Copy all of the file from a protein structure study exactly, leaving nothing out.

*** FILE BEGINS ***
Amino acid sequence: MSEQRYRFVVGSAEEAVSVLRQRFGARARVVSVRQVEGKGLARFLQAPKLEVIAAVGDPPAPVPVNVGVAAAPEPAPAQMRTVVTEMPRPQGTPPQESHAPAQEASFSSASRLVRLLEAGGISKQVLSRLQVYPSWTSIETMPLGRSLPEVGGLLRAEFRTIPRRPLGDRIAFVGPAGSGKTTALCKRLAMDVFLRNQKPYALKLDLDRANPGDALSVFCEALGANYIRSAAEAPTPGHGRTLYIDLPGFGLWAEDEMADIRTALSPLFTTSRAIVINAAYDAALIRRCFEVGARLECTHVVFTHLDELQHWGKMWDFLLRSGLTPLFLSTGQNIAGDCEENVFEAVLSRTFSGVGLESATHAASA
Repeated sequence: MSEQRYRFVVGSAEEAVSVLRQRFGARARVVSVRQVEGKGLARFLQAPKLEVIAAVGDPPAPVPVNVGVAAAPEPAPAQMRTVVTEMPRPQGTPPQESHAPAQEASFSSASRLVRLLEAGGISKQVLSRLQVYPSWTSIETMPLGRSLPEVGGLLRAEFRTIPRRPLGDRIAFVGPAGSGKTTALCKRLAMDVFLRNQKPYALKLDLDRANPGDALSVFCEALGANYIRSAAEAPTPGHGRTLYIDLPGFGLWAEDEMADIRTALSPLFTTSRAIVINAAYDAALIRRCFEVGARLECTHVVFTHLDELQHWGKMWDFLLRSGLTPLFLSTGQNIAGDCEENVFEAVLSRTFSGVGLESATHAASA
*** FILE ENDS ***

Amino acid sequence: MSEQRYRFVVGSAEEAVSVLRQRFGARARVVSVRQVEGKGLARFLQAPKLEVIAAVGDPPAPVPVNVGVAAAPEPAPAQMRTVVTEMPRPQGTPPQESHAPAQEASFSSASRLVRLLEAGGISKQVLSRLQVYPSWTSIETMPLGRSLPEVGGLLRAEFRTIPRRPLGDRIAFVGPAGSGKTTALCKRLAMDVFLRNQKPYALKLDLDRANPGDALSVFCEALGANYIRSAAEAPTPGHGRTLYIDLPGFGLWAEDEMADIRTALSPLFTTSRAIVINAAYDAALIRRCFEVGARLECTHVVFTHLDELQHWGKMWDFLLRSGLTPLFLSTGQNIAGDCEENVFEAVLSRTFSGVGLESATHAASA
Repeated sequence: MSEQRYRFVVGSAEEAVSVLRQRFGARARVVSVRQVEGKGLARFLQAPKLEVIAAVGDPPAPVPVNVGVAAAPEPAPAQMRTVVTEMPRPQGTPPQESHAPAQEASFSSASRLVRLLEAGGISKQVLSRLQVYPSWTSIETMPLGRSLPEVGGLLRAEFRTIPRRPLGDRIAFVGPAGSGKTTALCKRLAMDVFLRNQKPYALKLDLDRANPGDALSVFCEALGANYIRSAAEAPTPGHGRTLYIDLPGFGLWAEDEMADIRTALSPLFTTSRAIVINAAYDAALIRRCFEVGARLECTHVVFTHLDELQHWGKMWDFLLRSGLTPLFLSTGQNIAGDCEENVFEAVLSRTFSGVGLESATHAASA